The length of the decorations is also a consideration. Those up to 12 1/2 inches can be considered part of the schach, but anything longer is considered something separate, which could present a problem — those in the sukkah must be sitting under the schach. Thus longer decorations need to be very narrow. Ya Ya uses thin ribbons, for example, to add length but avoid conflict with Jewish law, and hangs larger decorations or lights directly above the tables, so visitors don’t risk sitting under them.

It’s not enough to get the details mostly right — Ya Ya’s design manager, Noa Kirshberg, said at some hotels, a rabbi gets on a ladder and takes exact measurements.

Fortunately, Jewish law doesn’t preclude stunning sukkahs — Kirshberg shows a reporter an album filled with photos of scrambling grape vines that were used to accent the Waldorf’s sukkah one year, to tables strewn with vases full of corn poppies and daffodils leveraged in a private home.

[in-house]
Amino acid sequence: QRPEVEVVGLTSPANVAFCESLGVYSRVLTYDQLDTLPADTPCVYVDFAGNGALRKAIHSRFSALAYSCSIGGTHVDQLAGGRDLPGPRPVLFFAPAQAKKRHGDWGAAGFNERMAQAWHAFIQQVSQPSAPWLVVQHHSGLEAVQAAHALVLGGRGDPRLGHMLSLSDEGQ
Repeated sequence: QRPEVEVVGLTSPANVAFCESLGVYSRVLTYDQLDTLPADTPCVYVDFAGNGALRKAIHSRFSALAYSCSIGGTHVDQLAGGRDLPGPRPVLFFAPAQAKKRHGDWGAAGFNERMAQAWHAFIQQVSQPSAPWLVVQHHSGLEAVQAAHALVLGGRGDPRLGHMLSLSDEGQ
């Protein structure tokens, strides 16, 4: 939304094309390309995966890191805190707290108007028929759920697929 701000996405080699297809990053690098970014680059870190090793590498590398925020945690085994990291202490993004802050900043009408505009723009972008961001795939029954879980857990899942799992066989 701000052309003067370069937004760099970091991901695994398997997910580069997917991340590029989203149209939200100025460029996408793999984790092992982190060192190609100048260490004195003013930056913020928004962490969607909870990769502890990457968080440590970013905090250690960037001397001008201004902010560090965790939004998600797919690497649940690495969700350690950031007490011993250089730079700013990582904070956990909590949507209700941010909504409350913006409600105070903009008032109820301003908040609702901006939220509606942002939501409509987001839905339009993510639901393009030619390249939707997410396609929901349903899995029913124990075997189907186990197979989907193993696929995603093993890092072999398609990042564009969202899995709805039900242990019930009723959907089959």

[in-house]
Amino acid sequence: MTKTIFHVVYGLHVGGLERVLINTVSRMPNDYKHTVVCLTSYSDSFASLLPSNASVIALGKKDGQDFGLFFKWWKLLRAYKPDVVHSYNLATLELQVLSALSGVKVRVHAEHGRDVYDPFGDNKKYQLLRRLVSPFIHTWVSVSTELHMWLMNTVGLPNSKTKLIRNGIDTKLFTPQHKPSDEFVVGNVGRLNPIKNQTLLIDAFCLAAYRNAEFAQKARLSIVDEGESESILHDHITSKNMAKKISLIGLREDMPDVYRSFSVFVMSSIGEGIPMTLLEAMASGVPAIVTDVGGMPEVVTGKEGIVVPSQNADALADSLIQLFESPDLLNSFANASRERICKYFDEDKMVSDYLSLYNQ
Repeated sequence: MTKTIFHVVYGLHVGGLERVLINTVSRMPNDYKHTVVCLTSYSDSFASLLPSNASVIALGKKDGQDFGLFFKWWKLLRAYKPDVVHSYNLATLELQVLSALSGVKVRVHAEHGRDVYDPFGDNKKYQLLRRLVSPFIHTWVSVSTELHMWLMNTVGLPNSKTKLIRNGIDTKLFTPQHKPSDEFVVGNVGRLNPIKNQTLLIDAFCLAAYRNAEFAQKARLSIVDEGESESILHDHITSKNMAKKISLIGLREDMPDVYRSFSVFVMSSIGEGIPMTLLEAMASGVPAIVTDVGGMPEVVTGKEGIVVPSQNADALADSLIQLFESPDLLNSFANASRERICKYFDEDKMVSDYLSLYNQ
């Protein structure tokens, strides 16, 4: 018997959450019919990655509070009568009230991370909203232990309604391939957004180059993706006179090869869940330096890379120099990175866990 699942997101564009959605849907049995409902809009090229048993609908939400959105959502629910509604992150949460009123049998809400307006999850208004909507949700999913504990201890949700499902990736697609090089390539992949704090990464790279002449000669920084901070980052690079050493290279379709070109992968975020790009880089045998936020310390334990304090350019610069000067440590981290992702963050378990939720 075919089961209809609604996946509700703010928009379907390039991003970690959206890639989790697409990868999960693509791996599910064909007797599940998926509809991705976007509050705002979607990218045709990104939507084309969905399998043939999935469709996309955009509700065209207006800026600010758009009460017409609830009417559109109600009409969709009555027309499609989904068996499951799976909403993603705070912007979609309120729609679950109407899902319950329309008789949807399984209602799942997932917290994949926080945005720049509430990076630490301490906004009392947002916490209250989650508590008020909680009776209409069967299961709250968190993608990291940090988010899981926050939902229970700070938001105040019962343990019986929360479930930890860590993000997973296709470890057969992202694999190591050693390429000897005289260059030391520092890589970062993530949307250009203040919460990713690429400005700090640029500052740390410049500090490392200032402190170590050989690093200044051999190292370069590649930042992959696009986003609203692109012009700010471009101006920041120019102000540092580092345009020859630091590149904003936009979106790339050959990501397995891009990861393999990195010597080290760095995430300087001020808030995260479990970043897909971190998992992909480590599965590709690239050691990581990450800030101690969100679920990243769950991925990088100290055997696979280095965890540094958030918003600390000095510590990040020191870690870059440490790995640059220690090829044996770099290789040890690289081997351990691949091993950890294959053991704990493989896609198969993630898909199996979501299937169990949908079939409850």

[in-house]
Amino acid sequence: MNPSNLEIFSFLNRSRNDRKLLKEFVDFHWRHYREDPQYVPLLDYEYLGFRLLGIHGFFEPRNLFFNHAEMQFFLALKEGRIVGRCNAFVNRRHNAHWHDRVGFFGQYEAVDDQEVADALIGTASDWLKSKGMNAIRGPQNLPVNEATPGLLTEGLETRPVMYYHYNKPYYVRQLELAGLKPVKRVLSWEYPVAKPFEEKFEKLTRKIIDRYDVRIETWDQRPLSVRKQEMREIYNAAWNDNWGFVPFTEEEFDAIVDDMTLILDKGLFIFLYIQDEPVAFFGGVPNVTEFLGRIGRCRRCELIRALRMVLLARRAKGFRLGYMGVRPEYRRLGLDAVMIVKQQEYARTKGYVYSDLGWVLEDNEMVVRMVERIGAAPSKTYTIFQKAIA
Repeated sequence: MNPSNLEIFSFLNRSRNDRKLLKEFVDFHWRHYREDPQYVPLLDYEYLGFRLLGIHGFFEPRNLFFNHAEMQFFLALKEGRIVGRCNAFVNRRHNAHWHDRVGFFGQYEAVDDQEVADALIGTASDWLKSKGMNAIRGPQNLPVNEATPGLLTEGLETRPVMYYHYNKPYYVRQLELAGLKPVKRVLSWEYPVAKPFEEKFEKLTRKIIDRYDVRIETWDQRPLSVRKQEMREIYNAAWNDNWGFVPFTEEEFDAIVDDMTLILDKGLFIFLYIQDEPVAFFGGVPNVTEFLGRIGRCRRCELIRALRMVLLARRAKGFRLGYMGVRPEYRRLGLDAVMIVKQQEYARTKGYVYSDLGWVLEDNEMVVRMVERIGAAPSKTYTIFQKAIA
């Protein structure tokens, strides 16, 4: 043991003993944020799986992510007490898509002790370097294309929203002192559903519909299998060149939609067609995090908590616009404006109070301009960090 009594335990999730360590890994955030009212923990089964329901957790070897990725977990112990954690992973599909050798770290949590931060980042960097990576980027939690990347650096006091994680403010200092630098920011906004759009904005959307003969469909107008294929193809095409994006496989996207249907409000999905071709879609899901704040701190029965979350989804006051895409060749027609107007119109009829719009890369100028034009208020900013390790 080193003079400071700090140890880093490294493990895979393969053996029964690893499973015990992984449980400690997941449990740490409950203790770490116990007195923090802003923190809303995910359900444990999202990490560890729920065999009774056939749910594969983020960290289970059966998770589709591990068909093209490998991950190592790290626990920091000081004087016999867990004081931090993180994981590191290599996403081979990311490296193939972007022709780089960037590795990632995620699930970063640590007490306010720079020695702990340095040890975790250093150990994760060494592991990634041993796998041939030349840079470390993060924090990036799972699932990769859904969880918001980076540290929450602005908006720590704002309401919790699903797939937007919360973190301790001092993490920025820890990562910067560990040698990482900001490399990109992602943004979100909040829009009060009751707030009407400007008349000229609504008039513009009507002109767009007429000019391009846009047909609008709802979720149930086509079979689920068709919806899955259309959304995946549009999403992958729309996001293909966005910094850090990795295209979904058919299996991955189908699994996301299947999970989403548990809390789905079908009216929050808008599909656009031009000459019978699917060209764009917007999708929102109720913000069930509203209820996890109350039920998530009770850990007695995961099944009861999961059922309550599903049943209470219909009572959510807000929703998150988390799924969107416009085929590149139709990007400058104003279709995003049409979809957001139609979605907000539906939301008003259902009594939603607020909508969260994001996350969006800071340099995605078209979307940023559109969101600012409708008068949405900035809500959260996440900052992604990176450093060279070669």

Studio Ya Ya starts planning for Sukkot as early as a year in advance. But when the holiday actually arrives, so does another challenge: While the structures can be erected ahead of time, the sukkahs cannot be decorated far in advance because the flowers will wilt.

Since Studio Ya Ya designs and maintains as many as 20 sukkahs — ranging in size from nine to 4,900 square feet — Zakoon hires up to 40 freelancers, who work round the clock in the days leading up to the holiday. Because flowers cannot be maintained on yom tov — the first one to two days of the holiday, with laws similar to those of Shabbat – the Ya Ya team rotates among its sukkahs on the interim days to change out arrangements and freshen up anything that has shifted.

Another consideration? Repeat customers. Kirshberg noted that because hotels tend to get the same visitors year after year, Ya Ya aims for a fresh design annually.

Also, each of the hotel’s sukkahs must be unique and match the hotel’s existing ambiance.

“The Waldorf is luxurious and the King David is traditional,” she said.

Studio Ya Ya’s hard work doesn’t just enhance the experience for hotel and museum guests, said Schwartz — the company is doing a mitzvah, too.

“Beautification is considered greater sanctification of God’s name,” he said.